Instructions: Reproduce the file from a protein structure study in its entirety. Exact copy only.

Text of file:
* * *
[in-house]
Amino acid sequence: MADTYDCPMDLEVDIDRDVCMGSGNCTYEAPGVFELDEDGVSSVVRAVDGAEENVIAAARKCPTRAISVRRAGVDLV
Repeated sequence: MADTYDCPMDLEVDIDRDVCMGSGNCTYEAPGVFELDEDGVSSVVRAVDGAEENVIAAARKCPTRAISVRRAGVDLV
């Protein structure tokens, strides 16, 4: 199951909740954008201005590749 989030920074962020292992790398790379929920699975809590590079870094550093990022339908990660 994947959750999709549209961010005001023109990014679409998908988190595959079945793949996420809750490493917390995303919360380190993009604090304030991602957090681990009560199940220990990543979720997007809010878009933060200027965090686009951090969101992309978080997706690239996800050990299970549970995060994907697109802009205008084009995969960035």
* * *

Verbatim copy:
[in-house]
Amino acid sequence: MADTYDCPMDLEVDIDRDVCMGSGNCTYEAPGVFELDEDGVSSVVRAVDGAEENVIAAARKCPTRAISVRRAGVDLV
Repeated sequence: MADTYDCPMDLEVDIDRDVCMGSGNCTYEAPGVFELDEDGVSSVVRAVDGAEENVIAAARKCPTRAISVRRAGVDLV
């Protein structure tokens, strides 16, 4: 199951909740954008201005590749 989030920074962020292992790398790379929920699975809590590079870094550093990022339908990660 994947959750999709549209961010005001023109990014679409998908988190595959079945793949996420809750490493917390995303919360380190993009604090304030991602957090681990009560199940220990990543979720997007809010878009933060200027965090686009951090969101992309978080997706690239996800050990299970549970995060994907697109802009205008084009995969960035």